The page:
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Firearms Offences – New Sentencing Guidelines5th March 2021 Business Crime
On 1 January 2021, eight new sentencing guidelines came into force. The new guidelines are applicable to offenders sentenced in the Crown Courts and Magistrates Courts in England and Wales.
For the first time, Judges and Magistrates in England and Wales will have dedicated guidelines for sentencing complex firearms offences with several of them carrying maximum sentences of 10 years or life and some requiring a minimum sentence of five years.
These guidelines must be followed unless a Judge or Magistrate consider it is not in the interests of justice to do so.
The new guidelines apply to the following offences:
- Possession, purchase or acquisition of a prohibited weapon or ammunition
- Possession, purchase or acquisition of a firearm/ammunition/shotgun without a certificate
- Possession of a firearm or ammunition by person with previous convictions prohibited from possessing a firearm or ammunition
- Carrying a firearm in a public place
- Possession of firearm with intent to endanger life
- Possession of firearm or imitation firearm with intent to cause fear of violence
- Use of firearm or imitation firearm to resist arrest/possession of firearm or imitation firearm while committing a Schedule 1 offence/carrying firearm or imitation firearm with criminal intent
- Manufacture/sell or transfer/possess for sale or transfer/purchase or acquire for sale or transfer prohibited weapon or ammunition
Firearms sentencing prior to the introduction of the guidelines
Up until 1 January 2021, there were no sentencing guidelines for firearms offences in the Crown Court and only one existed in the Magistrates’ court.
Courts were therefore passing sentences in respect of firearms matters by considering the four questions asked by the Court of Appeal in the case of R v Avis (1998):
- What sort of weapon was involved?
- What use, if any, was made of the firearm?
- With what intention, if any, did the defendant possess the firearm?
- What is the defendant's record?
R v Sheen and Sheen added two further questions to be considered when passing a firearms sentence:
- Where was the firearm discharged and who and how many were exposed to danger by its use?
- Was injury or damage caused by the discharge of the firearm and how serious was it?
R v Wilkinson and others (2009) reaffirmed the principles as applied in R v Avis (1998) specifically, that where the offender was 18 years or over at the date of conviction there would be a minimum sentence of 5 years imprisonment unless exceptional circumstances applied. 3 years imprisonment was to be considered for an offender aged 16 years but under 18 years old.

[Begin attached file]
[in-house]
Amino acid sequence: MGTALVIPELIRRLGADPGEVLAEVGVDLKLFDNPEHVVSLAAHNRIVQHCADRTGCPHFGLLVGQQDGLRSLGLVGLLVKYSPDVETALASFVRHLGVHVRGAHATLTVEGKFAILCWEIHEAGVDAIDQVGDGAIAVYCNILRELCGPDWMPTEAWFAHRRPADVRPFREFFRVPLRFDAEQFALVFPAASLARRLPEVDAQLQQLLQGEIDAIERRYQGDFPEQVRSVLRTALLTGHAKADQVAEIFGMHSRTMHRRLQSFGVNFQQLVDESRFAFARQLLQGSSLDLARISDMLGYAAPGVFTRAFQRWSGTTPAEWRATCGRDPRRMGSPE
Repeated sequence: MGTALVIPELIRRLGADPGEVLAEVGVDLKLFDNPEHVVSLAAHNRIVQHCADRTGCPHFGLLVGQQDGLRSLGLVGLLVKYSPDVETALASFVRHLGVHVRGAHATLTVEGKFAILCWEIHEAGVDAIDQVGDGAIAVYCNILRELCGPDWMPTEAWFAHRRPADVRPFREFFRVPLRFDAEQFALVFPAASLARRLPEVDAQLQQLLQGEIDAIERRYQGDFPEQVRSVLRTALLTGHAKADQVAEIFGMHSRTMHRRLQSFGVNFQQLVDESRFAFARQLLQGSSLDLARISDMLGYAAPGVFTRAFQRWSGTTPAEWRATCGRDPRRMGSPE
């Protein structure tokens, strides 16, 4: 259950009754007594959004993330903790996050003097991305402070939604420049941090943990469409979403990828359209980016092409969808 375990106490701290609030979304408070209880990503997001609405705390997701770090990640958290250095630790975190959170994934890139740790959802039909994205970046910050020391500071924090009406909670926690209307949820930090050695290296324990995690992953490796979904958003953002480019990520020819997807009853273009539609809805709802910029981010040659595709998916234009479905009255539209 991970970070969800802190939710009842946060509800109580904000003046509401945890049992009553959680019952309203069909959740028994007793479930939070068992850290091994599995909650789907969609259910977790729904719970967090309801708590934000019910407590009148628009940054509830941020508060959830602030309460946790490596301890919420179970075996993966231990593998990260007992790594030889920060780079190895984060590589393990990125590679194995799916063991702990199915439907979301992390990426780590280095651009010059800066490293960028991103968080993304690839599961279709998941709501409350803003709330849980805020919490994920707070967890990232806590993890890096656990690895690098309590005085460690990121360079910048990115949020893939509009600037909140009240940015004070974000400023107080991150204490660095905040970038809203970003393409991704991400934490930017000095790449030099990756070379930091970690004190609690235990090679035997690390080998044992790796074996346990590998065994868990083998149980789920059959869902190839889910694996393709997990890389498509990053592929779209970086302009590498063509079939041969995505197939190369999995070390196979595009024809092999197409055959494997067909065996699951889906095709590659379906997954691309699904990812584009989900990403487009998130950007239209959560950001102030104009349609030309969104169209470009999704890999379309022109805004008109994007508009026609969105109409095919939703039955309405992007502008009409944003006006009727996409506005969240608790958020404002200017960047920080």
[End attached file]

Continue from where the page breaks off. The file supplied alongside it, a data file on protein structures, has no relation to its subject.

Why were new guidelines needed?
The Sentencing Council undertook research and this suggested that there have been apparent disparities in sentence outcomes based on ethnicity. The Sentencing Council undertook a consultation from 9 October 2019 to 14 January 2020 in respect of the eight guidelines to the cover the most commonly sentenced firearms offences and to address the disparities.
The Sentencing Council identified that a number of areas needed to be brought up to date and took into account criticisms relating to the four questions set out in R v Avis when passing sentences. The criticisms mainly related to the fact that the four questions allow the Courts far too much discretion meaning that there are inconsistencies across the country in respect of sentences passed. The Council found a strong indication that Black, Asian and other ethnicity offenders were dealt with more severely by the courts or firearms offences than White offenders.
The Sentencing Council concluded that sentencing guidelines would provide some helpful clarification in this difficult area of sentencing. They state that they have had regard to the purposes of sentencing and aim to provide sentencers with a structured approach when sentencing firearms offences, to ensure that sentences are proportionate to the offence committed.
Sentencers are advised to be aware of the evidence of disparity and should remind themselves of the section in the Equal Treatment Bench Book which considers BAME individuals and the criminal justice system.
It remains to be seen how these sentencing guidelines will change the sentences that are passed in firearms offences. In addition, a further set of guidance is to be consulted on next year in respect of firearm importation offences.
How can we help?
If you would like to discuss any aspect of your case, please contact our team of Criminal Defence Experts on 0345 241 5305 or please fill out the form on this page.